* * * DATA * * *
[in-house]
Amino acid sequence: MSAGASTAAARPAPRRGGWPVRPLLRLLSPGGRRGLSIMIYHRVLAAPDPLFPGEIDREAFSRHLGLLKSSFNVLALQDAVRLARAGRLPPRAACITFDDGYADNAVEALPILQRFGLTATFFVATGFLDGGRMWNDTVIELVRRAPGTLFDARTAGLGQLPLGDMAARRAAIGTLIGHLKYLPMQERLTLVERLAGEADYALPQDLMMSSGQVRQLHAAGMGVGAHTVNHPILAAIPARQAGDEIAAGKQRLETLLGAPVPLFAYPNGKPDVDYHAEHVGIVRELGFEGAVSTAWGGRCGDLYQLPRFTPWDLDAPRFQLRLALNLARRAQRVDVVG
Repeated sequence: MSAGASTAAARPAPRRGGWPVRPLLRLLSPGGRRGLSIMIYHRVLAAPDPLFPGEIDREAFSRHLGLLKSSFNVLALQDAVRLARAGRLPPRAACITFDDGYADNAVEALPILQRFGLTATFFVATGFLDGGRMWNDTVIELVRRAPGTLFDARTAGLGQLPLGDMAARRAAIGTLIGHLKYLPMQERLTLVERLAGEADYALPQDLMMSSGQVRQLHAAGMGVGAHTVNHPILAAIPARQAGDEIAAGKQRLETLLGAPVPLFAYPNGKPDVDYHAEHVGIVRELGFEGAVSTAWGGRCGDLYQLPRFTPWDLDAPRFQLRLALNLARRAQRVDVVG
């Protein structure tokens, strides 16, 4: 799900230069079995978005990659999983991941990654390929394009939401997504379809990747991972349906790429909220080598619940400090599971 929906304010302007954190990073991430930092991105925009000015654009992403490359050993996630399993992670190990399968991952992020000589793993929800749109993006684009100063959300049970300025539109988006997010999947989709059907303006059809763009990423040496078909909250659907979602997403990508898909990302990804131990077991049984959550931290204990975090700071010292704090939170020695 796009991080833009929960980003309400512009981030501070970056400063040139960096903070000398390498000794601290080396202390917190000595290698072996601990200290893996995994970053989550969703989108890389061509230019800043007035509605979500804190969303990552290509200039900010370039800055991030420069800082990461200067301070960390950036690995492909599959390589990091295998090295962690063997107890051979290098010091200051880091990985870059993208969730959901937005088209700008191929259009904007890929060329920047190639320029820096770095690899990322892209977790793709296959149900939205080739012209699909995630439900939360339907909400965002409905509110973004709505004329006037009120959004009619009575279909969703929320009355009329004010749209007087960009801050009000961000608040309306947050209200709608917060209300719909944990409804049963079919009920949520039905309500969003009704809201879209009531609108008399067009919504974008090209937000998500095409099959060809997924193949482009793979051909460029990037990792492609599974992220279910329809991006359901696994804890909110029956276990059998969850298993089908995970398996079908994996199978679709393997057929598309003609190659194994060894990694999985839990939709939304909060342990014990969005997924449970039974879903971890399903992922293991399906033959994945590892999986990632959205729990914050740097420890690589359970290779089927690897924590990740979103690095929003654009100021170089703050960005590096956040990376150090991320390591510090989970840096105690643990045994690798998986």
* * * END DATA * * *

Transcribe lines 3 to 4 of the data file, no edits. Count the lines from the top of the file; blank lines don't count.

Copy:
Repeated sequence: MSAGASTAAARPAPRRGGWPVRPLLRLLSPGGRRGLSIMIYHRVLAAPDPLFPGEIDREAFSRHLGLLKSSFNVLALQDAVRLARAGRLPPRAACITFDDGYADNAVEALPILQRFGLTATFFVATGFLDGGRMWNDTVIELVRRAPGTLFDARTAGLGQLPLGDMAARRAAIGTLIGHLKYLPMQERLTLVERLAGEADYALPQDLMMSSGQVRQLHAAGMGVGAHTVNHPILAAIPARQAGDEIAAGKQRLETLLGAPVPLFAYPNGKPDVDYHAEHVGIVRELGFEGAVSTAWGGRCGDLYQLPRFTPWDLDAPRFQLRLALNLARRAQRVDVVG
């Protein structure tokens, strides 16, 4: 799900230069079995978005990659999983991941990654390929394009939401997504379809990747991972349906790429909220080598619940400090599971 929906304010302007954190990073991430930092991105925009000015654009992403490359050993996630399993992670190990399968991952992020000589793993929800749109993006684009100063959300049970300025539109988006997010999947989709059907303006059809763009990423040496078909909250659907979602997403990508898909990302990804131990077991049984959550931290204990975090700071010292704090939170020695 796009991080833009929960980003309400512009981030501070970056400063040139960096903070000398390498000794601290080396202390917190000595290698072996601990200290893996995994970053989550969703989108890389061509230019800043007035509605979500804190969303990552290509200039900010370039800055991030420069800082990461200067301070960390950036690995492909599959390589990091295998090295962690063997107890051979290098010091200051880091990985870059993208969730959901937005088209700008191929259009904007890929060329920047190639320029820096770095690899990322892209977790793709296959149900939205080739012209699909995630439900939360339907909400965002409905509110973004709505004329006037009120959004009619009575279909969703929320009355009329004010749209007087960009801050009000961000608040309306947050209200709608917060209300719909944990409804049963079919009920949520039905309500969003009704809201879209009531609108008399067009919504974008090209937000998500095409099959060809997924193949482009793979051909460029990037990792492609599974992220279910329809991006359901696994804890909110029956276990059998969850298993089908995970398996079908994996199978679709393997057929598309003609190659194994060894990694999985839990939709939304909060342990014990969005997924449970039974879903971890399903992922293991399906033959994945590892999986990632959205729990914050740097420890690589359970290779089927690897924590990740979103690095929003654009100021170089703050960005590096956040990376150090991320390591510090989970840096105690643990045994690798998986």